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Get ready for toughest academic year, teachers and learners told

By Willis Oketch | Dec 29th 2021 | 3 min read

Education Cabinet Secretary George Magoha. [Edward Kiplimo, Standard]

The 2022 education calendar is expected to be one of the toughest. There will be five national examinations in primary and secondary schools amid rising Covid-19 cases and heightened political temperature.

Yesterday, Education Cabinet Secretary George Magoha said teachers would be critical to the successes of the exams and taming cases of arson attacks in schools before the end of the year.

The CS said all five national exams have already been set.

In 2022, there will be two Kenya Certificate of Primary Education (KCPE) exams and a Competence-Based Curriculum (CBC) for Grade Six learners in primary schools.

The second last 8-4-4 learners will sit for KCPE examinations in March 2022, while the last batch of the 8-4-4 pupils will sit for the KCPE exams in December after a new government is in place.

Meanwhile, in the secondary schools, the students currently in Form Four will do their KCSE in March 2022, while those in Form Three will sit the Kenya Certificate of Secondary Education (KCSE) exam in December, the same year.

"I besiege you to do all your best to perform your role as Centre Managers for two KCPE and one Grade Six examination. We count on you to deliver as you have always done," said Magoha.

The CS made the remarks during the official opening of the Kenya Primary School Headteachers Association (KEPSHA) 17th annual delegates conference in Mombasa.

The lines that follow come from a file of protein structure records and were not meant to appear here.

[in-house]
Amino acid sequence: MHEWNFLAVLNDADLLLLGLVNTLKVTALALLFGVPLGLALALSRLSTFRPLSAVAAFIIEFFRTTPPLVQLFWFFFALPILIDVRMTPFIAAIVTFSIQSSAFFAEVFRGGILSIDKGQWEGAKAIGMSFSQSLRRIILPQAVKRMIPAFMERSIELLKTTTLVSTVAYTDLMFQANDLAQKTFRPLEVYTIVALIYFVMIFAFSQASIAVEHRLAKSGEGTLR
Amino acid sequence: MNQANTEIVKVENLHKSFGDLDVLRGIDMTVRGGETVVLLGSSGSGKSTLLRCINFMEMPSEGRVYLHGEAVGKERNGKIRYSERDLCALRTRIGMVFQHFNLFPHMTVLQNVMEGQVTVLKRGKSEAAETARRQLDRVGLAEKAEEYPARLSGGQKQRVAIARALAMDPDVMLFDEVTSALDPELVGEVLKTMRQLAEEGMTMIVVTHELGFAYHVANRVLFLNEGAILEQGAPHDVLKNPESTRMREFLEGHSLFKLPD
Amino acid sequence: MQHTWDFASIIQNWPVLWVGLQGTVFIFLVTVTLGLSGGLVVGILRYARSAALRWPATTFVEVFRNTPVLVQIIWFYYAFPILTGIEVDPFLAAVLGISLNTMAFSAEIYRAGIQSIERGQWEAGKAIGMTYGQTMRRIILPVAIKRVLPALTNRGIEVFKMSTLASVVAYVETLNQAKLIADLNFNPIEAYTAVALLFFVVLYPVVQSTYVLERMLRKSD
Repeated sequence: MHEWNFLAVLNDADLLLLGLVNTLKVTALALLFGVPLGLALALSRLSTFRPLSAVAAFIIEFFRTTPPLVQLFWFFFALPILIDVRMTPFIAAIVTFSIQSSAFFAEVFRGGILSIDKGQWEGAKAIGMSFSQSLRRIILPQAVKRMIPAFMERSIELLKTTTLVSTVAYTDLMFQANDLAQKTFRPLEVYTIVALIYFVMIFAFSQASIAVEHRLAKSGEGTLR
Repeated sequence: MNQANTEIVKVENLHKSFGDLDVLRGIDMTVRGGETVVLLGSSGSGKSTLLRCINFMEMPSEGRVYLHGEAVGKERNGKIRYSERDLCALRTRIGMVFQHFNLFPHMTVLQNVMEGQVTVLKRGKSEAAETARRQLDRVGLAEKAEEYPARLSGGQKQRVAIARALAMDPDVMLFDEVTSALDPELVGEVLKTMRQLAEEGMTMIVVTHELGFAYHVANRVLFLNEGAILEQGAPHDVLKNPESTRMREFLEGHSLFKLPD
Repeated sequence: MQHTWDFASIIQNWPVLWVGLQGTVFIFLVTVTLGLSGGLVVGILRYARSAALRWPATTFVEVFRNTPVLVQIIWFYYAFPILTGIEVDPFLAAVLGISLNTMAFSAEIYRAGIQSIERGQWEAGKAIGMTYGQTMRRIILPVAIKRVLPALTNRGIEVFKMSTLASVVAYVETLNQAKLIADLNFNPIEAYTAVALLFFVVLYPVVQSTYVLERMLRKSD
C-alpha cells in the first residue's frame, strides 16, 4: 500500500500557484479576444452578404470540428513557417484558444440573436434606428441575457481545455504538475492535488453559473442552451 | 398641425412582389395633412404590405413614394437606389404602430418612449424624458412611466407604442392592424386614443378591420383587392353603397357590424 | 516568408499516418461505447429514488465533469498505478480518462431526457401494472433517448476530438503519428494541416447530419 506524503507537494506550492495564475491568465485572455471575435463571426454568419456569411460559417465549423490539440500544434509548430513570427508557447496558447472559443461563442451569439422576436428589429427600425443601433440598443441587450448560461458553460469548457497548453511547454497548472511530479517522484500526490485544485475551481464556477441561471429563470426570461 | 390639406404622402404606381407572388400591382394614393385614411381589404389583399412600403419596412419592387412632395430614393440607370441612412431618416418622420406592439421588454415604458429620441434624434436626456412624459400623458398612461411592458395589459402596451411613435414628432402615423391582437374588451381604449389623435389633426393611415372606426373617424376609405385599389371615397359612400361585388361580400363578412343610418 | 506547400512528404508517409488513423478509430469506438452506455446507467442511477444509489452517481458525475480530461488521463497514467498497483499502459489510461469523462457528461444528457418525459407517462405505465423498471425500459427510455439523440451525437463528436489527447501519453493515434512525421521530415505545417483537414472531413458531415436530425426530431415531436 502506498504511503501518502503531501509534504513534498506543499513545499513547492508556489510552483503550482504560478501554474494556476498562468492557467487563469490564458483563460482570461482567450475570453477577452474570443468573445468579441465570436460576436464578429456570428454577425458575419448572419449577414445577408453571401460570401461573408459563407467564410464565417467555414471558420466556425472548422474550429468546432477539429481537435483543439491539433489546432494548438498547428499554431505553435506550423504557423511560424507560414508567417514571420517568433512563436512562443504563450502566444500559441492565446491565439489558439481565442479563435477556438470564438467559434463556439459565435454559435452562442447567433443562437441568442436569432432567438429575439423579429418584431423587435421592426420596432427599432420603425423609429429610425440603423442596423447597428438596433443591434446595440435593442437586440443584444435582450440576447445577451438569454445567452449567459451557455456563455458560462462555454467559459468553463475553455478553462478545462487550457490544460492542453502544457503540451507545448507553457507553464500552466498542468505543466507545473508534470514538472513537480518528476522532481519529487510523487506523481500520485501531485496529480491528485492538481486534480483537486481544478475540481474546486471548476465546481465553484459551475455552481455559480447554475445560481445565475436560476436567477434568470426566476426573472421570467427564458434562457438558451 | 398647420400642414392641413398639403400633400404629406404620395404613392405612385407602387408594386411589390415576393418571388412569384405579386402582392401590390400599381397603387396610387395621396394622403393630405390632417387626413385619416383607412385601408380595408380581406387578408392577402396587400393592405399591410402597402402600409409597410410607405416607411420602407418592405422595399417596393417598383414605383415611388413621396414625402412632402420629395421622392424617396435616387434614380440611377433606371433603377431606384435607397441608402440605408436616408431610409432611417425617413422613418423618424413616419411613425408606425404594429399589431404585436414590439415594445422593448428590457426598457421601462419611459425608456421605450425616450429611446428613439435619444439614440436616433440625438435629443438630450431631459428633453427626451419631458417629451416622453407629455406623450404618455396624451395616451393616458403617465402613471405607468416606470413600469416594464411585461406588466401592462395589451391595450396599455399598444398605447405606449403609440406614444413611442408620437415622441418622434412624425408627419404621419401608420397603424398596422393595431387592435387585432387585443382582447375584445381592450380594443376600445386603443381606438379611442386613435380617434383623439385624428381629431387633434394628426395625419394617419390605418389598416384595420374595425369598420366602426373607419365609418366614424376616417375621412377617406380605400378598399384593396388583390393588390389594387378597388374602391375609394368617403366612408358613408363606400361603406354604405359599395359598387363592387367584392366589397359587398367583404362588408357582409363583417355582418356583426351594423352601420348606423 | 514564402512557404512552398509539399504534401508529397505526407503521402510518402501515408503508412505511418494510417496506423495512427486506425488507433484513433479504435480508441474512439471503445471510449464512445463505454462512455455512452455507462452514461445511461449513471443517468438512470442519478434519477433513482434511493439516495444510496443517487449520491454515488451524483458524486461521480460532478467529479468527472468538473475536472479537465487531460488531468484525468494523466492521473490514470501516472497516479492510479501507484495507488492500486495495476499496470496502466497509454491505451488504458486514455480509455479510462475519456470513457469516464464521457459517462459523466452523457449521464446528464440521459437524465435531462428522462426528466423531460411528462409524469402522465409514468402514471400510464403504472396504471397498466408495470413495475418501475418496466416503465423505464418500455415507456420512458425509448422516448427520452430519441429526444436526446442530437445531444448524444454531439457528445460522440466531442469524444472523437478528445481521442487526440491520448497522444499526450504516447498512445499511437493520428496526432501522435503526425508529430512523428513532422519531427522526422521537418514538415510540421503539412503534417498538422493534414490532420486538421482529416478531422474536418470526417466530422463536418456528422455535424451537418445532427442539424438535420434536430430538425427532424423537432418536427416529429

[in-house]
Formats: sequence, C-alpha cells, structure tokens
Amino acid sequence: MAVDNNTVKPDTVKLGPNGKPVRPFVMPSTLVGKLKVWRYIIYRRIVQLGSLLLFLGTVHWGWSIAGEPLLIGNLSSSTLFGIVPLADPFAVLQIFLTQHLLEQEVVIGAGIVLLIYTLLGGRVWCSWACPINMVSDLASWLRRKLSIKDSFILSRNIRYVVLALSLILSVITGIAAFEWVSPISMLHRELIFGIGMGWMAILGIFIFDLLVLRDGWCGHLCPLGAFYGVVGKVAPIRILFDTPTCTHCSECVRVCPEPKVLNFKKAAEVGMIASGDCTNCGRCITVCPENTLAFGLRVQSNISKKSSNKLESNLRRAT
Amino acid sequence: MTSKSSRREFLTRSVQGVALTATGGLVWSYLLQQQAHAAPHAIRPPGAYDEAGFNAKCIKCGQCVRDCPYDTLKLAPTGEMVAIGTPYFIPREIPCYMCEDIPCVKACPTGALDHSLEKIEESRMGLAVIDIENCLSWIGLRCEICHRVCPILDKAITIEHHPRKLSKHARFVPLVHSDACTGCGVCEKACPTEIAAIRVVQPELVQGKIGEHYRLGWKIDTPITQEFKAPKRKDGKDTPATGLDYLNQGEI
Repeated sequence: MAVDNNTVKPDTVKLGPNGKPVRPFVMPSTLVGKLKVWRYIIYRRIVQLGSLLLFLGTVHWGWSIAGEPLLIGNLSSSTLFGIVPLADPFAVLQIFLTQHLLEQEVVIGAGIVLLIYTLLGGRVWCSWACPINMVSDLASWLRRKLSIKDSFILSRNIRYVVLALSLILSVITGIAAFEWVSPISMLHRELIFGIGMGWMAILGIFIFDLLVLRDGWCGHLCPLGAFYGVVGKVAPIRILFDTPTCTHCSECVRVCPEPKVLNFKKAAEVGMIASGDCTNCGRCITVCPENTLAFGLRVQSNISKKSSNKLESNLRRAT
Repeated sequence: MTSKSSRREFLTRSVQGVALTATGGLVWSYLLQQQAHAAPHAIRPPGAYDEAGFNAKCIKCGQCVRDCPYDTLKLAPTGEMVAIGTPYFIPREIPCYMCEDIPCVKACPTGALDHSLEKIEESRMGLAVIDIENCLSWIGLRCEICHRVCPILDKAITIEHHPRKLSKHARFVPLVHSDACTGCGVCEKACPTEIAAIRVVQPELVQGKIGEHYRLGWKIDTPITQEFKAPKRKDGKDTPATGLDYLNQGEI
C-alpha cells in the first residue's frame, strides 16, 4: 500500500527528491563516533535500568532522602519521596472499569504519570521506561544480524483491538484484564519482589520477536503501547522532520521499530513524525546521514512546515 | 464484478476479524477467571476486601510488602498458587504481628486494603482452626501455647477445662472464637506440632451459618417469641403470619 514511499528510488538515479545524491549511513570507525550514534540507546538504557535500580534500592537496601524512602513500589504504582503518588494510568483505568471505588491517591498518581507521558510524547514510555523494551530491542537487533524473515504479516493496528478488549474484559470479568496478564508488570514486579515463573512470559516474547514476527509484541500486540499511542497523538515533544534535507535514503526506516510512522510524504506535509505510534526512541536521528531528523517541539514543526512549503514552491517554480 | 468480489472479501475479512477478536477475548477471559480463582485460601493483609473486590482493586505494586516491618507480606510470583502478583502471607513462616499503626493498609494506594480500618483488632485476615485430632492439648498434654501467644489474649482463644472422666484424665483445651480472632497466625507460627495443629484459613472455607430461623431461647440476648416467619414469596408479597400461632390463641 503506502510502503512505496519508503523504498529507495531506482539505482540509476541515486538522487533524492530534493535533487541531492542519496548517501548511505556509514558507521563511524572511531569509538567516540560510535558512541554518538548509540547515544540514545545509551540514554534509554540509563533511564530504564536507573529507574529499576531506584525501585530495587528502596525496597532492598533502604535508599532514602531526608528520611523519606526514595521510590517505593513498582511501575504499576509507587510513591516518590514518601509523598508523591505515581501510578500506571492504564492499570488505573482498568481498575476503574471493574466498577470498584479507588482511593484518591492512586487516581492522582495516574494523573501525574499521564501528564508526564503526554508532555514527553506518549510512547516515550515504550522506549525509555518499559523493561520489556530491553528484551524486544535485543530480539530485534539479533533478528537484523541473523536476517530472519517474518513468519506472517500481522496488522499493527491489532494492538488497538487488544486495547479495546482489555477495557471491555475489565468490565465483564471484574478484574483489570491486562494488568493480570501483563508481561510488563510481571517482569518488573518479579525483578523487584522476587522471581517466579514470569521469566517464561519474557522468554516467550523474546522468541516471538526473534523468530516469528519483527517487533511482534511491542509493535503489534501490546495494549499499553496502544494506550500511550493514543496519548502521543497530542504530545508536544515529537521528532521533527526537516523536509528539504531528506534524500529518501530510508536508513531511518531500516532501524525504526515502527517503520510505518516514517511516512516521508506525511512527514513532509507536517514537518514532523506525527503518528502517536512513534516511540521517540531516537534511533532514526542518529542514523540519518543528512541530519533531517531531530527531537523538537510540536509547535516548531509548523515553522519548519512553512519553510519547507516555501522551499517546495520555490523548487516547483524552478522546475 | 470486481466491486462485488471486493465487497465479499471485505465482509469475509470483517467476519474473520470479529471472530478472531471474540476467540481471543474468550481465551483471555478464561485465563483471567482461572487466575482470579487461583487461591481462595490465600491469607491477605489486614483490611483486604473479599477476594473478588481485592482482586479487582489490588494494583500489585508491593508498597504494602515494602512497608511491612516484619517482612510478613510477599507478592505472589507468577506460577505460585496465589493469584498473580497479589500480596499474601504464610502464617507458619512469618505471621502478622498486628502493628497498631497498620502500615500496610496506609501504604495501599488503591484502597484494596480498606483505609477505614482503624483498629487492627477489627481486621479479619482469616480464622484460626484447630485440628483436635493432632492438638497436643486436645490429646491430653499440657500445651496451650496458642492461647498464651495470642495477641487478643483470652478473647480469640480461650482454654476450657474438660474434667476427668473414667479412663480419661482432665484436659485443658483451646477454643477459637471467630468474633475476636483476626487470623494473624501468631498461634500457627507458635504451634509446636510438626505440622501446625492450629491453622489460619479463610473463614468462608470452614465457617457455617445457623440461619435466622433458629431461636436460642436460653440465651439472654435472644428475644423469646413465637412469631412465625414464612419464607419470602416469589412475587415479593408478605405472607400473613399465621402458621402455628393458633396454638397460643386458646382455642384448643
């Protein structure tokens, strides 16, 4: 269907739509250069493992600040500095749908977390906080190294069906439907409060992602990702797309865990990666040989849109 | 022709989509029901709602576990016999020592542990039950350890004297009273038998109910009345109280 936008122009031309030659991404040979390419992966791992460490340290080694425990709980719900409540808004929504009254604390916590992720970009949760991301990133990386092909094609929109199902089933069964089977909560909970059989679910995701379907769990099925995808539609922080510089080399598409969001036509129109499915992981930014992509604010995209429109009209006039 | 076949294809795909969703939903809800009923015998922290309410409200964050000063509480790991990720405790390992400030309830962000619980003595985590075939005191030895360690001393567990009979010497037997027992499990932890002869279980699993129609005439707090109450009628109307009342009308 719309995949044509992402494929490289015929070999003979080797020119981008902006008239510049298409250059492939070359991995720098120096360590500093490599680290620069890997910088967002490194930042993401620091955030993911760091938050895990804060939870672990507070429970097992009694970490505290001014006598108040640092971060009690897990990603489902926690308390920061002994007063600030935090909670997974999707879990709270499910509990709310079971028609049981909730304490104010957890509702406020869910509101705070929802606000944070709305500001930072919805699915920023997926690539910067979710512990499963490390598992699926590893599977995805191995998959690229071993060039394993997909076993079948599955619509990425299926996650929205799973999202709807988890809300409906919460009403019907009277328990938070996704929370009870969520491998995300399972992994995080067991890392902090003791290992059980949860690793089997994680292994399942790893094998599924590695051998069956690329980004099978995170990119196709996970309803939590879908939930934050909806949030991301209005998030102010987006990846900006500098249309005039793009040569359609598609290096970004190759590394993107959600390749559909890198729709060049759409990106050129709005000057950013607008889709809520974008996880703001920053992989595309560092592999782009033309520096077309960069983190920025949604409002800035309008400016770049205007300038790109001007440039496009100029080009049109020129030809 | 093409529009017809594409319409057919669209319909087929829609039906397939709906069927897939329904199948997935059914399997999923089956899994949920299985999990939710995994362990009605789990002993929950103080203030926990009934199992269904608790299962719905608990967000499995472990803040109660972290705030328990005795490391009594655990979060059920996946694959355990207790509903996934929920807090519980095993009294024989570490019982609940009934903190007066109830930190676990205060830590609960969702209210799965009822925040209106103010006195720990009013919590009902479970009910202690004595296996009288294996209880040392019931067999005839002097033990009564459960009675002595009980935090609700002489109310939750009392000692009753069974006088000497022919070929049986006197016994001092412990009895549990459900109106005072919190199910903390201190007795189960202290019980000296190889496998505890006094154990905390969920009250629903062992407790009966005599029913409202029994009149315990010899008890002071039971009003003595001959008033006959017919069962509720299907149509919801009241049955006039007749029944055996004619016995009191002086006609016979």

He said school heads represent a critical mass of stakeholders with a compelling contribution to Kenya's development through education.

"I'll make sure we deliver even if I'm there or not... I'll make sure all the examinations for 2022 are all ready," said the CS.

KEPSHA chairman Johnson Nzioka said one of the biggest challenges the teachers are facing in the implementation of the CBC had been the assessments.

"We are working with Kenya National Examination Council (Knec) to make sure that assessments that are supposed to be done by in Grade 4, 5 and 6 are executed well and results filed," said Nzioka.

KEPSHA chairman Johnson Nzioka presents a gift to Education CS George Magoha, December 28, 2021. [Omondi Onyango, Standard]

He said other challenges include streamlining the teachers' transfers, teachers' capacity, funding to schools and gaps experienced when learners transfer.

Teachers also raised fears that the delay in the disbursement of funds to schools could worsen due to the State's bloated budget because of preparation for elections.

But the CS said funds to run public schools across the country will be released next week. He said he had raised the concern with the Treasury Cabinet Secretary Ukur Yatani.

He noted that all primary schools would receive the second batch of funds for desks.

Magoha, who spoke at Sheikh Khalifa Welfare in Mombasa, decried cases of arson attacks in schools.

"Indiscipline students should be kept out of schools and will only be allowed to sit for exams outside the schools," said Magoha.

He also noted that the Covid-19 pandemic posed a great challenge in the sector.

"The Covid-19 pandemic has caused untold disruption in all sectors, the main one being that of education. With the school closure last year, teachers have borne the brunt of the pressure that comes with the compressed school terms," he said.

On infrastructure, Magoha said he will demand an increase in the funding of schools in the 2022/23 budget to address the problem of the shortage of desks and classrooms.

"We are in the process of rolling out the exercise of constructing classrooms in schools that are needed to accommodate the CBC rollout," said Magoha.

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